This trash clean-up took place in the context of an Introduction to Scuba Diving and Marine Natural History class through Prescott College. Prescott College has a field station in Bahia de Kino, Sonora, Mexico, which is where we were stationed for two weeks conducting this course.
Toward the end of the course, we traveled two hours south through the desert and agricultural land of the Sonoran coast, to the small cove of CaletaVenecia where we conducted the trash clean-up. CaletaVenecia is a remote, long and narrow cove which the opening faces almost directly west. Venecia is a popular fishing camp for locals, as well as a common picnic area for people. So needless to say there is a large amount of trash cluttering the cove, the beach, and the desert surrounding the area.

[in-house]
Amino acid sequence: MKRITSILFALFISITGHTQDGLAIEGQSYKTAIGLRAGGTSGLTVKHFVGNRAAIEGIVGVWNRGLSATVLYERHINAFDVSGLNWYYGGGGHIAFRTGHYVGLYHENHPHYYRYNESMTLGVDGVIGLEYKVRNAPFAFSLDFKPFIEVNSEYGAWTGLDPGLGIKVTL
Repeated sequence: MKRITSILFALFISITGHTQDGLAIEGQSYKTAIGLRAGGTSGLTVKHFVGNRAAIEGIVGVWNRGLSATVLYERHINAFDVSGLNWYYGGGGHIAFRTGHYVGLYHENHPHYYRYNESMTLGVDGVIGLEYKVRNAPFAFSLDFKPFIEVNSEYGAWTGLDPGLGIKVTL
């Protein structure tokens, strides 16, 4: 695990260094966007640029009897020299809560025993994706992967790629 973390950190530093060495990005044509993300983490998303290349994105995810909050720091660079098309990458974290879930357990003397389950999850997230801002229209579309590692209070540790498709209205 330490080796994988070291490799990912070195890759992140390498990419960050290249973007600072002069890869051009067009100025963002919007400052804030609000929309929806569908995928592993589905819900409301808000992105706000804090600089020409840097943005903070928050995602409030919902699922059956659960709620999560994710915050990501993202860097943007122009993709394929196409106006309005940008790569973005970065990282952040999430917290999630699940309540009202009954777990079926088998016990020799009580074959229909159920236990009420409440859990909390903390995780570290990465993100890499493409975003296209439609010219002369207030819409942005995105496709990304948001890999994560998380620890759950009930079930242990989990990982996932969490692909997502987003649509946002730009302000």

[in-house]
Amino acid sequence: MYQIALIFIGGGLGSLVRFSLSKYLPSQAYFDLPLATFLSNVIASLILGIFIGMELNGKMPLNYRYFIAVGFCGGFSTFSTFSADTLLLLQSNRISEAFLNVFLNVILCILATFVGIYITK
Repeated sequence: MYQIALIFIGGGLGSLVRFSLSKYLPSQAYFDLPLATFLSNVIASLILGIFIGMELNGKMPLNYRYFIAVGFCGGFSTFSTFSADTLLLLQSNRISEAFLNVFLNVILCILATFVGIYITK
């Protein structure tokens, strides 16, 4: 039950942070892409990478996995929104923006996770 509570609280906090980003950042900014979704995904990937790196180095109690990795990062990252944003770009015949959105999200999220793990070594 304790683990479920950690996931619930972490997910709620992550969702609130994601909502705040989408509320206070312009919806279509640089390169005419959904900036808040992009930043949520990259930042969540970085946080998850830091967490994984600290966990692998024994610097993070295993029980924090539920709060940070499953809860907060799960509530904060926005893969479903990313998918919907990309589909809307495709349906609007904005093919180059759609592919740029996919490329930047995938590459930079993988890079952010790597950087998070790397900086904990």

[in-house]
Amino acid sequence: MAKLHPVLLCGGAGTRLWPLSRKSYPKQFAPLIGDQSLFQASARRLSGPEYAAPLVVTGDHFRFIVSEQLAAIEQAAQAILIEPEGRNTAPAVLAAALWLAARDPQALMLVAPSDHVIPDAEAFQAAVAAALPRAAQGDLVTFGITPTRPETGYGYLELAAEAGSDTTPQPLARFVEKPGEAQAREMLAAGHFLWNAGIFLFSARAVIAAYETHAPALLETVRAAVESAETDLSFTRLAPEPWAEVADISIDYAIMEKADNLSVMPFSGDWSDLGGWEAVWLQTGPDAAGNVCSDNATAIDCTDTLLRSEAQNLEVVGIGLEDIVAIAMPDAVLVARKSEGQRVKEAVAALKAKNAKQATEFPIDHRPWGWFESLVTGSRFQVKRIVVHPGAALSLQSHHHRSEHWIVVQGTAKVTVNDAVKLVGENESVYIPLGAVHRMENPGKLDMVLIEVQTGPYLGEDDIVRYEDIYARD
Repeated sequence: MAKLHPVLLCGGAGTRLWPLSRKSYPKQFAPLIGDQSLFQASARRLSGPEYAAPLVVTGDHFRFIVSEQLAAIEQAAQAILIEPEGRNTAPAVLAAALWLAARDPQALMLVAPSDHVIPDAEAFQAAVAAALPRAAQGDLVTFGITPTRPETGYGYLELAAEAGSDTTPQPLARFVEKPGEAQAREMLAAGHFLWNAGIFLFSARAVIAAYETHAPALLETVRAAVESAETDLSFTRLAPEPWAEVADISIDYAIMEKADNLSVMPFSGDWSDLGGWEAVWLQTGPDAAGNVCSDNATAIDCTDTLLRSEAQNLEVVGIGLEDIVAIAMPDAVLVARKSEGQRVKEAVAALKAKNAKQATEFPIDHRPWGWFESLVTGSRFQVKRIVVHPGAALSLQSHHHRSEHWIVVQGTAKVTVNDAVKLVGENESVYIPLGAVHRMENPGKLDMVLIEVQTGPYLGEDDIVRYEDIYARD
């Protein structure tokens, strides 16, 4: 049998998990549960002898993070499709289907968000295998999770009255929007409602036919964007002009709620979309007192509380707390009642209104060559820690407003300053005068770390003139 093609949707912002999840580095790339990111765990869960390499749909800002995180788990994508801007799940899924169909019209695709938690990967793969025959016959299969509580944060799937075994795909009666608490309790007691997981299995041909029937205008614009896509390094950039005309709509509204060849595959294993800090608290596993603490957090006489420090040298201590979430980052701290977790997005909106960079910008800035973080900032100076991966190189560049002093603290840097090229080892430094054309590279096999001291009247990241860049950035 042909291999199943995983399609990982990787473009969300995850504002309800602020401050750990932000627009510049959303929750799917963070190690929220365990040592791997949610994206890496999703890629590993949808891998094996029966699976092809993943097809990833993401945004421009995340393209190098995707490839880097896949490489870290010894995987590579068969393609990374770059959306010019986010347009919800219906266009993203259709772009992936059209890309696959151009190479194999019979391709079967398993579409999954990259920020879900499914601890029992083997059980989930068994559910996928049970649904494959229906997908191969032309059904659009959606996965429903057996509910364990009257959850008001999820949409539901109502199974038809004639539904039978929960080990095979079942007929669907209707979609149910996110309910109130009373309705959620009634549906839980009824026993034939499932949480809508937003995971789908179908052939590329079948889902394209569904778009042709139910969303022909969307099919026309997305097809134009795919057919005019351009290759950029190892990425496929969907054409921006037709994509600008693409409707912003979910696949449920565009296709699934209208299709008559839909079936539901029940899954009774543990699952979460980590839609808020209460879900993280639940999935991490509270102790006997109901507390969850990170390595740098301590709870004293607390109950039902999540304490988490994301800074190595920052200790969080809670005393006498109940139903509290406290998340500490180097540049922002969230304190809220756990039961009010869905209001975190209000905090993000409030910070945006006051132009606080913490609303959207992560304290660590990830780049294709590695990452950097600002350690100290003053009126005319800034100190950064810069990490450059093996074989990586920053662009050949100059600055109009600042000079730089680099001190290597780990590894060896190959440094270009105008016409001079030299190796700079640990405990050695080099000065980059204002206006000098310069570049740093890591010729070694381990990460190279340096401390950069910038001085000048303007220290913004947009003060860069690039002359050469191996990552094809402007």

We conducted an underwater clean-up as well as a shore clean-up. The main things we found underwater was plastic bags, plastic bottles, and some net which looked like fishing nets. On shore there was every form of plastic debris you could imagine scattered throughout the pebble beach. Judging by all of the rope, fishing line, and food containers we came across while cleaning up, it was evident that this site was a common fishing camp. In total we picked up 30 lbs of trash, in which roughly 90% was plastic material.
This project proved to be a great educational experience for the students in the course. After learning about the extent of marine debris in the ocean, mainly plastics, then doing a hands-on project like this and seeing for themselves what is really out there was very impactful.